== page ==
The EU beef sector clearly has the capacity to seize the growth opportunities stemming from the increase in beef meat global demand forecasts for the upcoming years.

However, the current market situation for bovine meat is quite worrying both in terms of economic and societal aspects.

Starting from the last years, a steady increase in slaughtering (linked to the difficulties experienced by the dairy sector), so a production increase, has affected producer’s prices consequently. Latest analysis (EU Agricultural Outlook 2017-2030) confirms that beef production remained stable in 2017, following the increased number of in slaughtering of heifers. However, the overview provided by the study shows that by the end of the outlook period (2030), beef production is expected to fall to 7.5 million t. Main drivers of this decrease are to be found in: lower consumer demand (internal market) and recent developments in the dairy and suckler cow herd, but at a slower rate than in 2005-2013.

The situation in Ireland, the Netherlands and Poland provides an overview of the ongoing economic developments.

In 2017, Ireland experienced 200,000 more cattle for slaughter than in 2015, in addition to a chaotic situation on traditional export markets (Russia, Turkey) and the sharp fall of the pound in the wake of the Brexit referendum in the UK, which is the biggest export market for Irish beef producers.

The same type of impact was faced by the Netherlands. This is due to the deliberate choice of the NL milk producers to increase the dairy herd in 2015 and 2016, ahead of the implementation of the new domestic regulation on Nitrogenous effluent release. As a consequence, at the end of 2016 data showed that there were already 160,000 more NL cattles for slaughter than in 2015.

On top of this, Poland appeared as a newcomer with strong ambitions in the sector. Because of the milk crisis and the strong competition of western milk producers, many polish producers are converting their milk herd into suckler herd. Between 2004 and 2016, the polish beef meat production register a 66% surged, Poland becoming the 7th EU producing country, exporting 90% of its national production. (Poland being traditionally a pig meat market).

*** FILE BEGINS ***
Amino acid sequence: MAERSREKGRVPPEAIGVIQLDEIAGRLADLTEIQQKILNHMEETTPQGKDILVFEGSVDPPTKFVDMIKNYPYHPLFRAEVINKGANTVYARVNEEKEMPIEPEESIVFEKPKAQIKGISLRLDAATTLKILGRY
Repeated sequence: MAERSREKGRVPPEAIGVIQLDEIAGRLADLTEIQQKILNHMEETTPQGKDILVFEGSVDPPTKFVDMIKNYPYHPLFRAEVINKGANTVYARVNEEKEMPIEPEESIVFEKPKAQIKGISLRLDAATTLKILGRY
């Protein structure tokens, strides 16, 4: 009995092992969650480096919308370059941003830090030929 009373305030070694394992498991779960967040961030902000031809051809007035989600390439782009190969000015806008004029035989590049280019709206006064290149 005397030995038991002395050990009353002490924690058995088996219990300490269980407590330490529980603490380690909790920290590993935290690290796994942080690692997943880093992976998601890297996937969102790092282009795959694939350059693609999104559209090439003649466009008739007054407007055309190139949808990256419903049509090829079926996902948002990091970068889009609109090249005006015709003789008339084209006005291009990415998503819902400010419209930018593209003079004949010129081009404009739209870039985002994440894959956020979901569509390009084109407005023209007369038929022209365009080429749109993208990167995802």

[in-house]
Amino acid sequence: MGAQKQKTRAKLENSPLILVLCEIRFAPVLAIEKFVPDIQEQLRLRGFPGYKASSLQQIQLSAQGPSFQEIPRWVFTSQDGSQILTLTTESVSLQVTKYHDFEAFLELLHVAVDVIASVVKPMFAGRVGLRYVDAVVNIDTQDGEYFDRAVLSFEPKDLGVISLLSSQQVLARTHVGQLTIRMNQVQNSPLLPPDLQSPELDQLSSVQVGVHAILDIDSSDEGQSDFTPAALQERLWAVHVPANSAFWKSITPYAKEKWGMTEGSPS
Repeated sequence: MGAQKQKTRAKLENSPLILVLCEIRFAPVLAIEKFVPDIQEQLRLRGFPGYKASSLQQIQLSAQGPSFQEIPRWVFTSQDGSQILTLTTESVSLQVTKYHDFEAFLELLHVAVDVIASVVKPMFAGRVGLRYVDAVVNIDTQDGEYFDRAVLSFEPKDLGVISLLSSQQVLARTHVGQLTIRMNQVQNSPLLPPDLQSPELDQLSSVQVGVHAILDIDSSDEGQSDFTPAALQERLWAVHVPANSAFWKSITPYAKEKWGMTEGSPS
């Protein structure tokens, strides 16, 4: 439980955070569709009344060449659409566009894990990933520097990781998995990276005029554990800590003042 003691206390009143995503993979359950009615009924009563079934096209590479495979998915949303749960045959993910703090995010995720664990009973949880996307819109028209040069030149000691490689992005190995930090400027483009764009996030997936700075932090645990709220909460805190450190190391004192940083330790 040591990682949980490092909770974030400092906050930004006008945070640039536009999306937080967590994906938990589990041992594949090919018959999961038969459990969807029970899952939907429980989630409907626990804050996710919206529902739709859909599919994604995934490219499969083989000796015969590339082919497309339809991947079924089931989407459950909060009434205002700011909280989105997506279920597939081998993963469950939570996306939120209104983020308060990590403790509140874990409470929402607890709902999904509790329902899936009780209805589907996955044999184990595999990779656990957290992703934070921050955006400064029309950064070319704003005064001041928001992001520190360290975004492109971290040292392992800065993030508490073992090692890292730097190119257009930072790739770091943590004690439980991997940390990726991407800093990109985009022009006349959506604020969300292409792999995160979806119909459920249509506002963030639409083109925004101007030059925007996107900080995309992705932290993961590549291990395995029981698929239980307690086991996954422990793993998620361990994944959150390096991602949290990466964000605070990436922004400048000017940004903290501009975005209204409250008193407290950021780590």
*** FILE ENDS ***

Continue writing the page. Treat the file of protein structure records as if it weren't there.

Furthermore, another issue of concern is the surge of young calves from the dairy herd, which are not deemed as suitable for viable beef production system. One of the few options is to export them.

Accordingly, the links between dairy and beef sectors should be tackled thoroughly, since outlooks for the first one are positive, especially in terms of profitability.

The forecasted expansion of the dairy herd should not happen at a detriment of the specialized beef herd – According to estimates (DG Agri) almost 2/3 of the EU cow herd comes from dairy one.

At the same time, the beef sector is facing two communication challenges:

  • On one hand, some big EU competitors – in particular from South-America – are spreading the idea among EU consumers, via aggressive trade and promotion actions, that quality beef = non-EU meat.
  • On the other hand, activists are challenging beef meat consumption as such building their campaigns on misinterpretation of nutrition science and hard hitting animal welfare actions.

The EU should work actively against these two highly dangerous and false misconceptions and messages from both an economic and health point of view.

Old story but simple reality: ruminants like cows can digest plants that are indigestible to humans. They make available high amount of proteins for feeding people.